icon-    folder.gif   Conference Reports for NATAP  
  Conference on Retroviruses
and Opportunistic Infections
February 12-16, 2022
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  CROI 2022 Feb 11-16
Laura Kincer1, Ameet N. Dravid2, Paola Cinque3, Mattia Trunfio4, Andrea Calcagno4, Serena S. Spudich5, Magnus Gisslen6, Richard Price7, Sarah B. Joseph1 1University of North Carolina at Chapel Hill, Chapel Hill, NC, USA, 2Poona Hospital and Research Center, Pune, India, 3San Raffaele Scientific Institute, Milan, Italy, 4University of Turin, Turin, Italy, 5Yale University, New Haven, CT, USA, 6University of Gothenburg, Gothenburg, Sweden, 7University of California San Francisco, San Francisco, CA, USA
program abstract
Background: Neurosymptomatic (NS) cerebrospinal fluid (CSF) escape occurs in people living with HIV-1 who present with neurologic symptoms and have elevated HIV-1 RNA in their CSF despite being on antiretroviral therapy (ART) and having undetectable or low levels of HIV-1 RNA in the blood. The cellular source of NS escape virus is unknown.
Methods: We examined viral populations in blood plasma and CSF from people with NS CSF escape (neurologic symptoms with CSF viral load (VL) >40 copies/ml, and CSF VL > plasma VL, n=36). We used single genome amplification (SGA) and/or Illumina MiSeq deep sequencing with Primer ID to asses genetic diversity in partial env sequences (V1-V3) and drug resistance in PR, RT, and IN. Full-length env genes were cloned from the CSF of 10 participants and their ability to enter cells expressing a low density of CD4 (a predictor of macrophage tropism) was assessed. Pairwise distances of partial envs were calculated.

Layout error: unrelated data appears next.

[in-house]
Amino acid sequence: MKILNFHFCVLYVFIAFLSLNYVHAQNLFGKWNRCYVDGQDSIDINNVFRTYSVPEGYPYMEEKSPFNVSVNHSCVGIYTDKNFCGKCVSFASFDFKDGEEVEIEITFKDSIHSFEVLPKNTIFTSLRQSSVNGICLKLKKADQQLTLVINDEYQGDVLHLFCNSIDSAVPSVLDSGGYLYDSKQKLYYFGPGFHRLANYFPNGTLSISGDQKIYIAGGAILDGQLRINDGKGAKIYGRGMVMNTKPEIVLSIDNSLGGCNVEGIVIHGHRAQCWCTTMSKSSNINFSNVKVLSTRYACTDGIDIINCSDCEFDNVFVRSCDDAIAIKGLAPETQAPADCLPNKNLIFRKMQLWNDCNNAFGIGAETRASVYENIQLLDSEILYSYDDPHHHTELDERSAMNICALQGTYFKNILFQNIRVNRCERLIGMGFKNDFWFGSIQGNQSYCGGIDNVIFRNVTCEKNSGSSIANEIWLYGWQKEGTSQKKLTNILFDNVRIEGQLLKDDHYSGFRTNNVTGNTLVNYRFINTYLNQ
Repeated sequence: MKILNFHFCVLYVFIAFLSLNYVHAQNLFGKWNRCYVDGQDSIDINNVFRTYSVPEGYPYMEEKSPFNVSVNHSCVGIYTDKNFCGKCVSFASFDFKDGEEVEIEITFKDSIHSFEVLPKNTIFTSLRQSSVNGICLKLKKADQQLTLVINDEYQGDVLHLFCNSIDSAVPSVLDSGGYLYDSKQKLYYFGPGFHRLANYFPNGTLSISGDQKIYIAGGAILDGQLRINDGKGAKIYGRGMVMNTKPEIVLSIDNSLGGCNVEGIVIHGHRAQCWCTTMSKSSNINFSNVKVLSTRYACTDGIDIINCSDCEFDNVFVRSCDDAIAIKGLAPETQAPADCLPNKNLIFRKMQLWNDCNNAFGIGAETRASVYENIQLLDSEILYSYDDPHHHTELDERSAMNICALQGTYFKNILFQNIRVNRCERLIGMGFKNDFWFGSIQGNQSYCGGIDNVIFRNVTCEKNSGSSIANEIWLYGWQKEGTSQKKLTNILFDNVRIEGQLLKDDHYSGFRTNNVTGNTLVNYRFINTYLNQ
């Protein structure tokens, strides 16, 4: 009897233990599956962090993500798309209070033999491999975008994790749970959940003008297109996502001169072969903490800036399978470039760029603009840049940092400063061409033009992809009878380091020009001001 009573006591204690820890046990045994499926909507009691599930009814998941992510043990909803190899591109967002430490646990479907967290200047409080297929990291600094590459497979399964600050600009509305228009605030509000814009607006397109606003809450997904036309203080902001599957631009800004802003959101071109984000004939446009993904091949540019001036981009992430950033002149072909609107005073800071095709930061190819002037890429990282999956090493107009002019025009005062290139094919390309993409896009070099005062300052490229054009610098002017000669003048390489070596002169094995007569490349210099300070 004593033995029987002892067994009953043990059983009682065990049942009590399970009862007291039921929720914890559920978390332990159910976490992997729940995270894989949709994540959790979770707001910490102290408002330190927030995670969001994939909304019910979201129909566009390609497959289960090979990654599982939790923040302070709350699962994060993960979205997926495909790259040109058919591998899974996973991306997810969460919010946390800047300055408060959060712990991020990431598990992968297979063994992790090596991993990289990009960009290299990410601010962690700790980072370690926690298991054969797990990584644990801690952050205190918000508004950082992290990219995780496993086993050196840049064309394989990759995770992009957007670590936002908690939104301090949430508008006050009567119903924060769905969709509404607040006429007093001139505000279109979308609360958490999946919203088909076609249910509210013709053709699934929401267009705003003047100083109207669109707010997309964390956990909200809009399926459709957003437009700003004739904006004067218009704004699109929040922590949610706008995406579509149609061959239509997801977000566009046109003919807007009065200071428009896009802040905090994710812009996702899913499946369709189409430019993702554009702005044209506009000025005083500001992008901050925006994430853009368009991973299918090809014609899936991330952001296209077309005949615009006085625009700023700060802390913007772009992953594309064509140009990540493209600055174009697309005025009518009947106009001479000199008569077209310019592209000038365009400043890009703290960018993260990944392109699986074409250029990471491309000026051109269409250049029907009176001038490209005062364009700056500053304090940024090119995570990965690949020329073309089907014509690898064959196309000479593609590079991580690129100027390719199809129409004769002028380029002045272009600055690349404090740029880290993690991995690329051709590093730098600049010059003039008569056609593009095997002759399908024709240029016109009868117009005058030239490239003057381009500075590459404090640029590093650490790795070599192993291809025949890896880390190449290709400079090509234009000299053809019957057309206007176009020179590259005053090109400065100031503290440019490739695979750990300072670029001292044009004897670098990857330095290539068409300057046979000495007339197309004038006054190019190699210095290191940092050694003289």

Results:Median CSF and plasma VLs were 2,400 and 140 copies/ml, respectively. The median blood CD4 count was 471 cells/ul, nadir CD4 count 98 cells/ul, and CSF white blood cells (WBC) 21 cells/ul. CSF NS escape populations either had one major lineage (47%), two major lineages (33%) or a highly diverse, recombinant population (16%). Participants with the most diverse populations also had lower nadir CD4 counts compared to those with single lineages (t test, p = 0.04). 97% of escape populations were at least partially resistant to their ART regimen and, of those, 94% saw symptoms improve after ART optimization. All escape viruses examined (N=25 from 10 participants) were T cell-tropic.
Conclusion: Observed genetic diversity, drug resistance and resolution of symptoms after ART optimization indicate that NS escape is produced by replication of partially drug resistant virus in the CNS of ART-treated participants. In addition, profound immunosuppression prior to ART was associated with escape populations with higher genetic diversity likely due to persistent replication in the CNS of these participants. The escape viruses remaining T cell-tropic despite replication and evolution in the CNS suggests that they primarily replicate in CD4+ T cells. Together these results illustrate that NS escape populations are produced by replication of partially drug resistant viruses in the CNS and suggest that evolution of escape virus is facilitated by elevated CSF WBCs and an impaired ability of the immune system to control viral replication.